Cover Story Plant Life Northwest Living Taste Now & Then


WRITTEN BY PAUL GREGUTT
ILLUSTRATED BY MICHELLE KUMATA
In the still-tricky search for good organic wines, help is here
HAPPY ST. PATRICK'S Day! Before you reach for that green beer (and whoever thought that was a good idea?), how about a fresh, fruity glass of green wine? We're not talking vinho verde here. I mean wine that is made according to "green" principles. Eco-green, organic wine.

Rarely have I encountered a topic as confusing as this one. But if we gently set aside the complex science, convoluted politics, new-age foofery and fairly dismal track record associated with so-called organic wine, the important questions facing consumers are:

1) What is it? 2) Why should I want it? and 3) How do I find it?

The first question is the toughest. Regulations governing wine that can be labeled "organic" vary from state to state and country to country. They are in constant flux. And unofficial organizations are continually springing up to offer seals of approval, each with different guidelines.

There is organic grape growing, and there is organic wine making. The two are linked, but not inseparable. Organic grape growing focuses on the care and nurturing of the soil. No soil enhancers, pesticides, fertilizers, fungicides or herbicides may be used. The principle guiding all decisions is to feed the vine by feeding the soil.

Organic grape growers control insect pests with natural predators; sometimes they may vacuum or blow pests away. They fight fungus and mildew by maximizing airflow among the vines and manually pulling leaves to keep humidity low. They mow or steam weeds rather than hitting them with weed-killers.

Try These

Recommended wines from producers using organically grown grapes. Always buy and drink the most recent vintage.

• Amity 2000 "Eco-Wine" ($14). A completely organic, sulfite-free Oregon pinot noir.

• Badger Mountain 2001 N.S.A. Riesling ($8). The distinctive blue bottle makes this easy to spot.

• Bonterra 2000 Viognier ($20) and 2000 Chardonnay ($12). Both lush, fragrant white wines, beautifully made.

• Chateau Veronique 1999 Coteaux du Languedoc ($10). A gamey, herb-scented southern French red blend, bursting with wild berry flavors.

• Chateau Bousquette 1998 Saint-Chinian ($11). Tannic and peppery, this French syrah blend is loaded with flavor.

• Cooper Mountain 2000 Pinot Gris ($13). Fresh and ripe; this all-organic Oregon vineyard makes fine chardonnay as well.

• Delmas 1999 Limoux ($15). A killer French chardonnay, all ripe apples and roasted nuts.

• Fasoli Gino 2000 Soave ($9). Forward, soft and melony, with a lingering, elegant finish.

• Frey 2000 Petite Sirah ($13). Its zinfandel also is delicious.

• La Casa del Picchio Verde 2000 Merlot ($12). Fresh and sweetly fruity, from Italy.

Organic wine making starts with organically grown grapes, but after that rules vary widely. No chemical additives, of course. What about filtering? How much (if any) sulfur dioxide may be added (to prevent spoilage)? What about genetically modified yeasts? Artificial corks?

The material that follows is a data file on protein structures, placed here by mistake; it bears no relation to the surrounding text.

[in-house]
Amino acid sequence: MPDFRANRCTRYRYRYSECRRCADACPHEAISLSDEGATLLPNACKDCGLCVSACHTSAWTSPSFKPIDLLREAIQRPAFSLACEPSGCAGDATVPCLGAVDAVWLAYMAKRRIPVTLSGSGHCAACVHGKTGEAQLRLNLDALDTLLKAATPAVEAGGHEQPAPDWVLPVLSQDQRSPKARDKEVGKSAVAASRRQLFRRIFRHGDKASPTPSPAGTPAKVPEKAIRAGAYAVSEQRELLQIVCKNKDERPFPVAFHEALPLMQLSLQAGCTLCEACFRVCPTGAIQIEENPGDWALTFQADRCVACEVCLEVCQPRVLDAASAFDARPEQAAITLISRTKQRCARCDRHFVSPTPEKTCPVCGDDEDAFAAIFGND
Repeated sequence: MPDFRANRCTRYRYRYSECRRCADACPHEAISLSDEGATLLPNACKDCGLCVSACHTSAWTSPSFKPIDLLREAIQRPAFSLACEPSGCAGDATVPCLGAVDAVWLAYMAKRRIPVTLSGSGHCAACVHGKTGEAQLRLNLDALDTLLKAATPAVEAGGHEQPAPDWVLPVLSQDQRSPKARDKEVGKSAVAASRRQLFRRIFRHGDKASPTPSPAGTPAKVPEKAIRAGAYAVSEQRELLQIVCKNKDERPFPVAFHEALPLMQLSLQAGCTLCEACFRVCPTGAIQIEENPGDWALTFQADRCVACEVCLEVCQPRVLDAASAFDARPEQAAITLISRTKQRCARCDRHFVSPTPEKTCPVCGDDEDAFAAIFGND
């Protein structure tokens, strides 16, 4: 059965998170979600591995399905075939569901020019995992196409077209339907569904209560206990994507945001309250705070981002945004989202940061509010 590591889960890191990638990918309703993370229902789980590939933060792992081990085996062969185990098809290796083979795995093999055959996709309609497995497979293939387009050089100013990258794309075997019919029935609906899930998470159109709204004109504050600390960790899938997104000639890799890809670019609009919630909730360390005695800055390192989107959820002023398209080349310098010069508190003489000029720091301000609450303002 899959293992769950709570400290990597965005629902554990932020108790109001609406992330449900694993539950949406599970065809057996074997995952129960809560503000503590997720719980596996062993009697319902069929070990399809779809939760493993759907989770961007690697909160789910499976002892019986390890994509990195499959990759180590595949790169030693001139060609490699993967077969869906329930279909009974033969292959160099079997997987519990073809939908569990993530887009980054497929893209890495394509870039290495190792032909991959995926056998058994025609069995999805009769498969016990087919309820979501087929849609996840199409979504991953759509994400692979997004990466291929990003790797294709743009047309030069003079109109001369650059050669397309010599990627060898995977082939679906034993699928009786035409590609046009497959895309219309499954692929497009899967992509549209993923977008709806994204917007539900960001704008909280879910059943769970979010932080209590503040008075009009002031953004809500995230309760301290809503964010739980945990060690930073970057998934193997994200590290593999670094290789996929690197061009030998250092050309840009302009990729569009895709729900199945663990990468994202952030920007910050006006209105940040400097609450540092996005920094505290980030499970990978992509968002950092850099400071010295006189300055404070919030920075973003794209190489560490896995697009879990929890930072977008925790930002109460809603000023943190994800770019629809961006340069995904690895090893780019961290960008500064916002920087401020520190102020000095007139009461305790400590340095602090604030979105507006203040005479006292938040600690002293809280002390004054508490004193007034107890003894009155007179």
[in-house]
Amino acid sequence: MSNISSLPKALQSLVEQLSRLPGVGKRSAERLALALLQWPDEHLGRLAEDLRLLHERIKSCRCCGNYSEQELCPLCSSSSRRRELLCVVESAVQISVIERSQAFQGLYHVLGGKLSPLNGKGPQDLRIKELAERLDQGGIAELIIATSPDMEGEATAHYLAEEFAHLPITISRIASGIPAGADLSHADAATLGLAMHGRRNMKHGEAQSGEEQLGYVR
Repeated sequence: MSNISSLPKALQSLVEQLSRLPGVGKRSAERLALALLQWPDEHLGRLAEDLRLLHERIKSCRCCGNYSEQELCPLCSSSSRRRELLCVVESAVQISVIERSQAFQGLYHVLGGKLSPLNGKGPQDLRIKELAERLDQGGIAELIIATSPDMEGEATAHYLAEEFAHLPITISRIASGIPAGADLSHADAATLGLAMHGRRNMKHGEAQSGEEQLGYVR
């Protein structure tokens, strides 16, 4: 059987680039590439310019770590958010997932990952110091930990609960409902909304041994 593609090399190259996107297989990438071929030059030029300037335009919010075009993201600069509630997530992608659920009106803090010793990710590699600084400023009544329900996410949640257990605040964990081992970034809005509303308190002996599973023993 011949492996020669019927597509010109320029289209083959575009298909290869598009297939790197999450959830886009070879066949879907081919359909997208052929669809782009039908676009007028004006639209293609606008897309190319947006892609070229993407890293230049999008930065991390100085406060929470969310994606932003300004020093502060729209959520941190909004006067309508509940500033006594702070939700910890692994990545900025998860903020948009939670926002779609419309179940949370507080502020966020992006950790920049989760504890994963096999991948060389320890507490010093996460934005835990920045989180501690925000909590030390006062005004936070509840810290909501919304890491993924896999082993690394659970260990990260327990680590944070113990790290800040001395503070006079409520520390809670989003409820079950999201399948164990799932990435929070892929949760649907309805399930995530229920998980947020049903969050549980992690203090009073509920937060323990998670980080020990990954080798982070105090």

Despite significant efforts to produce an eco-friendly product, many wineries find that seeking the official "organic" certification is more trouble than it's worth. These wines are far more likely to have "off" flavors, underripe fruit, premature oxidation and spoilage. Most often it is the winemaker's use of sulfur dioxide that is the sticking point. Organic wines cannot have sulfites added.

Small amounts of sulfites naturally occur in wines, and wineries add them to keep their products fresh and bacteria-free. Too many added sulfites may produce a burnt-match or rotten-egg smell when the wine is first poured. The stink will eventually disappear, but it isn't pleasant. Nowadays, most wineries avoid using sulfites in such quantities.

Though wines designated "organic" are still problematic, organic grape growers deserve our unqualified support. It's more labor-intensive, more expensive and a bit of a marketing challenge to work the land in this way. These people do it for principle, not profits.

In Oregon, Sokol Blosser is one of several wineries committed to a more holistic approach. "It goes beyond organic," notes Susan Sokol Blosser. "The idea of sustainability is a way of looking at everything you do. To live so that future generations will be able to live as well as you do. Treading lightly, not using up the earth's resources and raw materials."

As for how to find "green" wines, your local retailer can help. Pay close attention to bottle labels (front and back). They will say "produced from organically grown grapes" or something similar. They may carry a seal of approval from some certifying organization.

In California, a huge commitment to organic farming and winemaking has been the core of Fetzer's business for many years; their Bonterra wines are all organically grown. Also in California such wineries as Frey, Lolonis and Frog's Leap are dedicated to organics, and many more are employing at least some of the techniques of sustainability.

In Oregon, an organization called the Food Alliance (www.TheFoodAlliance.org) has set guidelines for sustainable agriculture that cover a multitude of crops. Among wineries, Sokol Blosser and WillaKenzie have won their approval.

In Washington, the longtime leader in organic grape-growing has been Badger Mountain. The winery offers both N.S.A. (no sulfites added) wines and a line of wines from organically grown grapes. It would be good to see more of this state's dynamic, progressive growers embrace such principles.

Paul Gregutt is the author of "Northwest Wines." His e-mail address is indelible@aol.com. Michelle Kumata is a Seattle Times news artist.


Cover Story Plant Life Northwest Living Taste Now & Then

seattletimes.com home
Copyright © 2002 The Seattle Times Company